Try It 1.115

Translate and simplify the sum of 9 and −16,−16, increased by 4.

Try It 1.116

Translate and simplify the sum of −8−8 and −12,−12, increased by 7.

When we first introduced the operation symbols, we saw that the expression may be read in several ways. They are listed in the chart below.

abab
aa minus bb
the difference of aa and bb
bb subtracted from aa
bb less than aa

Be careful to get a and b in the right order!

Example 1.59

Translate and then simplify the difference of 13 and −21−21 subtract 24 from −19.−19.

Try It 1.117

Translate and simplify the difference of 14 and −23−23 subtract 21 from −17.−17.

Try It 1.118

Translate and simplify the difference of 11 and −19−19 subtract 18 from −11.−11.

Once again, our prior work translating English to algebra transfers to phrases that include both multiplying and dividing integers. Remember that the key word for multiplication is “product” and for division is “quotient.”

Example 1.60

Translate to an algebraic expression and simplify if possible: the product of −2−2 and 14.

Try It 1.119

Translate to an algebraic expression and simplify if possible: the product of −5−5 and 12.

Try It 1.120

Translate to an algebraic expression and simplify if possible: the product of 8 and −13.−13.

Example 1.61

Translate to an algebraic expression and simplify if possible: the quotient of −56−56 and −7.−7.

Try It 1.121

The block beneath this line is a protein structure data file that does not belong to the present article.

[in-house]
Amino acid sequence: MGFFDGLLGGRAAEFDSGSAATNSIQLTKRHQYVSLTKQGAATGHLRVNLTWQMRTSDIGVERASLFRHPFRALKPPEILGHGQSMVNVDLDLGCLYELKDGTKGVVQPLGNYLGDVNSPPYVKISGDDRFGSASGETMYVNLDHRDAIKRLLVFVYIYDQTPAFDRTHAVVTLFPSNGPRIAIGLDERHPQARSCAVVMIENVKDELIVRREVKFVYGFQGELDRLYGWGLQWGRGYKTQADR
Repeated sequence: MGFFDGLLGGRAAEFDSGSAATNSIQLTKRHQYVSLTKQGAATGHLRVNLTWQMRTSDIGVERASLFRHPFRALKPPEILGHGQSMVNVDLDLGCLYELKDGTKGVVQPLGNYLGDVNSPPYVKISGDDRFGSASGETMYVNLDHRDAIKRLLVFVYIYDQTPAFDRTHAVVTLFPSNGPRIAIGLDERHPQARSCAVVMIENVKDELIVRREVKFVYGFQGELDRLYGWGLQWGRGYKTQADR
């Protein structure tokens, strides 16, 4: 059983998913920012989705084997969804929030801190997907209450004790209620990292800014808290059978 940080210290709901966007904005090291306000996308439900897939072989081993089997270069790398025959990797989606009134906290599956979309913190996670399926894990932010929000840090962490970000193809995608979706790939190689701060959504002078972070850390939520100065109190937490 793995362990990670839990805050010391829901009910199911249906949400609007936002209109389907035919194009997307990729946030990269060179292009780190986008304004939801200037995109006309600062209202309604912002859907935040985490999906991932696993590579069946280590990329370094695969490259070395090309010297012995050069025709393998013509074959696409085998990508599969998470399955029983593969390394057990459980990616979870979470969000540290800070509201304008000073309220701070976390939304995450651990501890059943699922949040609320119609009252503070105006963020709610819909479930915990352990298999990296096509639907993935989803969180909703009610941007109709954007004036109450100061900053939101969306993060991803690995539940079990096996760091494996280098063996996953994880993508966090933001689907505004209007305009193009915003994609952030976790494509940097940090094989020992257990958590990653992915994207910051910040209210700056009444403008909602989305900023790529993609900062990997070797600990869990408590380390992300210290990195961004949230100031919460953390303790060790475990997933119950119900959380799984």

Translate to an algebraic expression and simplify if possible: the quotient of −63−63 and −9.−9.

Try It 1.122

Translate to an algebraic expression and simplify if possible: the quotient of −72−72 and −9.−9.

Use Integers in Applications

We’ll outline a plan to solve applications. It’s hard to find something if we don’t know what we’re looking for or what to call it! So when we solve an application, we first need to determine what the problem is asking us to find. Then we’ll write a phrase that gives the information to find it. We’ll translate the phrase into an expression and then simplify the expression to get the answer. Finally, we summarize the answer in a sentence to make sure it makes sense.

Example 1.62

How to Apply a Strategy to Solve Applications with Integers

In the morning, the temperature in Urbana, Illinois was 11 degrees. By mid-afternoon, the temperature had dropped to −9−9 degrees. What was the difference of the morning and afternoon temperatures?

Try It 1.123

In the morning, the temperature in Anchorage, Alaska was 15 degrees. By mid-afternoon the temperature had dropped to 30 degrees below zero. What was the difference in the morning and afternoon temperatures?

Try It 1.124

The temperature in Denver was −6−6 degrees at lunchtime. By sunset the temperature had dropped to −15−15 degrees. What was the difference in the lunchtime and sunset temperatures?

How To

Apply a Strategy to Solve Applications with Integers.

  1. Step 1. Read the problem. Make sure all the words and ideas are understood
  2. Step 2. Identify what we are asked to find.
  3. Step 3. Write a phrase that gives the information to find it.
  4. Step 4. Translate the phrase to an expression.
  5. Step 5. Simplify the expression.
  6. Step 6. Answer the question with a complete sentence.

Example 1.63